As far as Windows 8(.1) goes, the Metro UI has some compelling aspects to it. Lovely, multi-page views of news articles with unobtrusive ads. Weather reports with all the “weather porn” you could ask for. Full-screen maps. Free, downloadable games, nicely done, with unobtrusive ads. Etc, etc.

The problem with it is that it’s a tablet/smartphone UI that’s bolted onto a traditional desktop UI, and transitioning between the two is awkward. The visual difference between the two is jarring. Seeing parts of the Metro UI come up on the Win8.1 desktop when you mouse over to the upper right-hand corner of your screen is jarring. IMHO, Microsoft should have come out a different OS for tablets and smartphones, and left its successful desktop UI alone.


#12

“The world is in need of high-quality, reliable, developer-friendly, trustworthy, privacy-guarding cloud computing platforms. […] The next ubiquity isn’t running on every device, it’s talking to every device.”

Wait; isn’t that the mainframe?


#13

I’m not crazy about ModernUI, but thankfully using those apps isn’t necessary to gain any of the benefits of Windows 8/8.1, nor do any of the touch optimization cause difficulty for non-touch users. All the same hotkeys and behaviors work the same as they do in 7.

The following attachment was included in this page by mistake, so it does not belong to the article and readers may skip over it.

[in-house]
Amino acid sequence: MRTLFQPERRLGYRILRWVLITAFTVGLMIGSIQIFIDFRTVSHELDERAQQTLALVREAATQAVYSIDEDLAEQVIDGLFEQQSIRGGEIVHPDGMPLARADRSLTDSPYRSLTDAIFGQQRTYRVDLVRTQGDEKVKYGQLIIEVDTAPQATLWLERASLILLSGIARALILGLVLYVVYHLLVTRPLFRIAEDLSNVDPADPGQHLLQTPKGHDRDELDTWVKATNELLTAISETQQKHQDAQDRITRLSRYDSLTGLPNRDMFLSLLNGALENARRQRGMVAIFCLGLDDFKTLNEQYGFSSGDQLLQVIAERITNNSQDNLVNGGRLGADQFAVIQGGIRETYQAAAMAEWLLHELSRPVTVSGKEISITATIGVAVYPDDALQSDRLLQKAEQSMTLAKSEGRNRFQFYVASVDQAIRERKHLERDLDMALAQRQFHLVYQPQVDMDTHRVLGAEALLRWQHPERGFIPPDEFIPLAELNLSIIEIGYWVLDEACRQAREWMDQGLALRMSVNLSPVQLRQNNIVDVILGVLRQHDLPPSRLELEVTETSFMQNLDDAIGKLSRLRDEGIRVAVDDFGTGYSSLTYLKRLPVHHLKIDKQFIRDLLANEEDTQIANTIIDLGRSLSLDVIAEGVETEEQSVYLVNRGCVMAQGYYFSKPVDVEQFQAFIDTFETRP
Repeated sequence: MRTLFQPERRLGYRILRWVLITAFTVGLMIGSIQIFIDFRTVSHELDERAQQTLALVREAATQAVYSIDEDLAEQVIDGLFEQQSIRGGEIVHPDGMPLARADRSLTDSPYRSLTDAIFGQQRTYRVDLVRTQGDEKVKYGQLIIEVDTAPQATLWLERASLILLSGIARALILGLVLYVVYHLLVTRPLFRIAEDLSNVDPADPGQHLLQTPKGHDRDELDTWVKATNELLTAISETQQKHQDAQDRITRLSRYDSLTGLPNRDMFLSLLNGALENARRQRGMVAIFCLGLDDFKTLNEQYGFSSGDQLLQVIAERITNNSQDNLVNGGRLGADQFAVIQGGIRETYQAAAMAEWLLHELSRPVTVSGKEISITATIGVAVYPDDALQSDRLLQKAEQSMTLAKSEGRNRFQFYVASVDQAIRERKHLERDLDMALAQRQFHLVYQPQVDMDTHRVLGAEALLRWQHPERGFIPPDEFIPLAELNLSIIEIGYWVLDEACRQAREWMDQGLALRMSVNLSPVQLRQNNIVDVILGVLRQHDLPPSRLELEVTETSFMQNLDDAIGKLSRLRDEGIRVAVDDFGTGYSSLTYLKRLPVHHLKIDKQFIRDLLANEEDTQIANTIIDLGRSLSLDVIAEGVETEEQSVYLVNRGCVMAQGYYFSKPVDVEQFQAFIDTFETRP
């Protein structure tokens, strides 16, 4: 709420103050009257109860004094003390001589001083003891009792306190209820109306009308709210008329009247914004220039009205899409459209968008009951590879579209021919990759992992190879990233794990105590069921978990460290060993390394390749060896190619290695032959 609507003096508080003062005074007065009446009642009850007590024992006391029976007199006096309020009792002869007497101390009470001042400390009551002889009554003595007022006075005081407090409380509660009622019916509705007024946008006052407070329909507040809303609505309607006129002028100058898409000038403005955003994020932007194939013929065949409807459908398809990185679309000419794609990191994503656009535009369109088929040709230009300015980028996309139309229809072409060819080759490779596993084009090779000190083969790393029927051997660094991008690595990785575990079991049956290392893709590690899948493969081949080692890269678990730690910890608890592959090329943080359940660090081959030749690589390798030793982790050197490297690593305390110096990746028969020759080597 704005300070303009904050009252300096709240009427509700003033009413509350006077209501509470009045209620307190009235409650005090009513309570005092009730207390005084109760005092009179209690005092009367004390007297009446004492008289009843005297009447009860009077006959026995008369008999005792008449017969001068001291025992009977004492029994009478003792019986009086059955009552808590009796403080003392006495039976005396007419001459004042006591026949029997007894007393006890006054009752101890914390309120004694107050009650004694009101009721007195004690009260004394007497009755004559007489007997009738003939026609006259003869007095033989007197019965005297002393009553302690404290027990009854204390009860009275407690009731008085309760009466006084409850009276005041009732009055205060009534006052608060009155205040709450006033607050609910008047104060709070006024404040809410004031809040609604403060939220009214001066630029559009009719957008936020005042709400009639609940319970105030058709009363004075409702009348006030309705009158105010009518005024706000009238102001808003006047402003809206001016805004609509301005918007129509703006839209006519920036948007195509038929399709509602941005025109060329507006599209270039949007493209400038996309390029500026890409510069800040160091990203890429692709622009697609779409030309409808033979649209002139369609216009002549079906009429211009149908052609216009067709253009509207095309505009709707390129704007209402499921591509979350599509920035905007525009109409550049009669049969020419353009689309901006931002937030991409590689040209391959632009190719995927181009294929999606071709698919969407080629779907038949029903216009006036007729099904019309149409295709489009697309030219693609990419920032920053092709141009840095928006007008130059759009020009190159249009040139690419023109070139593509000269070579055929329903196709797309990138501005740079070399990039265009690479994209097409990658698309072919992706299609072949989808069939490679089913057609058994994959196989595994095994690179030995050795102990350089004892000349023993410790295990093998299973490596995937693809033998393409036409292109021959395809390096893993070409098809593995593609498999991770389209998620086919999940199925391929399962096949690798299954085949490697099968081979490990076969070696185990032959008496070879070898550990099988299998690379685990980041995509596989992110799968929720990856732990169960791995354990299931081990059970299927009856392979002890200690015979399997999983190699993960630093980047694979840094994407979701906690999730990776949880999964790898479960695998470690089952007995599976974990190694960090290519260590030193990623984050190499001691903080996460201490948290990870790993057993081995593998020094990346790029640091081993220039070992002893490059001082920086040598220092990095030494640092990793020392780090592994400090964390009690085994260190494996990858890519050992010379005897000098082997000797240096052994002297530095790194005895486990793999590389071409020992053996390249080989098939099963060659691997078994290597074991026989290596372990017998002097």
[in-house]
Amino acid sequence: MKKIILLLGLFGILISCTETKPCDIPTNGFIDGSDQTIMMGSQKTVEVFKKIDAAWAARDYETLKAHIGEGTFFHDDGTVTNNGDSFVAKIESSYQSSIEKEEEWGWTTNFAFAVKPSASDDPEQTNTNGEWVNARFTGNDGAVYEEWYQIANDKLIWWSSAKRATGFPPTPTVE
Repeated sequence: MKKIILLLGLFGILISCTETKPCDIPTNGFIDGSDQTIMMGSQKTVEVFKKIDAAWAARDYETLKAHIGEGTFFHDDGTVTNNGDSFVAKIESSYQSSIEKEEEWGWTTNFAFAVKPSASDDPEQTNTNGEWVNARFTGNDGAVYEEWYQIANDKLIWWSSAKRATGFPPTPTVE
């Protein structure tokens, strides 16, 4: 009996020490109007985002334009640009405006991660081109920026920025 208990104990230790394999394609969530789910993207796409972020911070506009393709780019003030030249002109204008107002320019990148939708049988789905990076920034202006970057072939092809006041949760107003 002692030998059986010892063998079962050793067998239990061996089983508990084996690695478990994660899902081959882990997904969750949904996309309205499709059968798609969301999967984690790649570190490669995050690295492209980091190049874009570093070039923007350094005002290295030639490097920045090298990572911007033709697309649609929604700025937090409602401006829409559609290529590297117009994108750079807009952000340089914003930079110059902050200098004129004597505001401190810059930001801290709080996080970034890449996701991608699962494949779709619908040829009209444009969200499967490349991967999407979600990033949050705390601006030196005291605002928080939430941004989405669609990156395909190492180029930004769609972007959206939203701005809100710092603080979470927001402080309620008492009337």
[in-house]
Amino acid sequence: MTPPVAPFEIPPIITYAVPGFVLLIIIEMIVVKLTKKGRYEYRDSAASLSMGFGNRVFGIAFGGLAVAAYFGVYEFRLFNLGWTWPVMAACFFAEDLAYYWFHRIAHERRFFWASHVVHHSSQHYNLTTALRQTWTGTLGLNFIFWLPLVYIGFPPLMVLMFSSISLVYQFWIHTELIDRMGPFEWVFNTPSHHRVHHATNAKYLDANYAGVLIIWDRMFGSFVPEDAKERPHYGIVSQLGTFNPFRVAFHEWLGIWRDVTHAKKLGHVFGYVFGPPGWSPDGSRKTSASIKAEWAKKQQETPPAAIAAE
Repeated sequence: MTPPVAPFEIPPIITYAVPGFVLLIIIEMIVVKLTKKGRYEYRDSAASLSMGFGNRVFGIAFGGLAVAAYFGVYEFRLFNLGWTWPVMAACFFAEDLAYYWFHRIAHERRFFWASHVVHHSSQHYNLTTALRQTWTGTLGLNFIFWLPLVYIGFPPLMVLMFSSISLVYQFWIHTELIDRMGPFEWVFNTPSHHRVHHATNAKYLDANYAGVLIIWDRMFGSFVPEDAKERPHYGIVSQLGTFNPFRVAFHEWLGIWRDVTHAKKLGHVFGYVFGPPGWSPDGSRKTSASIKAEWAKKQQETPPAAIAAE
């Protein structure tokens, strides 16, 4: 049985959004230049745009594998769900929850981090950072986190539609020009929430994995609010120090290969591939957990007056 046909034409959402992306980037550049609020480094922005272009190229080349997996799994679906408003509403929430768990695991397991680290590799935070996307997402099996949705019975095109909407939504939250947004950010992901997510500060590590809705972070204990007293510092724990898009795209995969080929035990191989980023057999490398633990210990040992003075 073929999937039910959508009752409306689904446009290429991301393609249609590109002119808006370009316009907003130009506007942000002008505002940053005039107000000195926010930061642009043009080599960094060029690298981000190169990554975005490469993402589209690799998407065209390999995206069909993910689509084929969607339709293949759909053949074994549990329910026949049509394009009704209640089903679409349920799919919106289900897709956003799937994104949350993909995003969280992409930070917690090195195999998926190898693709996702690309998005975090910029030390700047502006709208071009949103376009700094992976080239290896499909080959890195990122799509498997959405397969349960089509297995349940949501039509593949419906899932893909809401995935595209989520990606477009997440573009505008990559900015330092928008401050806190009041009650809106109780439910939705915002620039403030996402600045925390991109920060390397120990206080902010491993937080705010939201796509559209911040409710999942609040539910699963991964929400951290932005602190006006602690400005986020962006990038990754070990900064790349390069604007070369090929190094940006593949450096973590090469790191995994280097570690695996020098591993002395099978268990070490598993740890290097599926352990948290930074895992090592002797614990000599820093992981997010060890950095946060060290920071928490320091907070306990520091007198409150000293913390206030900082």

#14

Micorosft was in serious trouble before Ballmer took office. He then went on to run the company completely into the ground in every conceivable way (dev-teams, stackranking, mobile strategy, online division, vista, win8, reorganization, etc.). It was the boards and Gates mistake to let Ballmer run wild for as long as he did, they could’ve ended what everybody else saw to be a disaster right away and axed Ballmer. Now they’ve given the Job to somebody who might be capable (who knows) but it doesn’t matter. Microsofts new CEO now has the unenviable job of fixing a giant steaming pile of turd that Ballmer left for him. Kind of like trying to fix Yahoo or IBM.


#15

It is undeniable though, that Google was headed to market with ‘Sooner’, the Blackberry like device that they were actively showing before the iPhone launch. If you don’t believe me, ask Andy Rubin.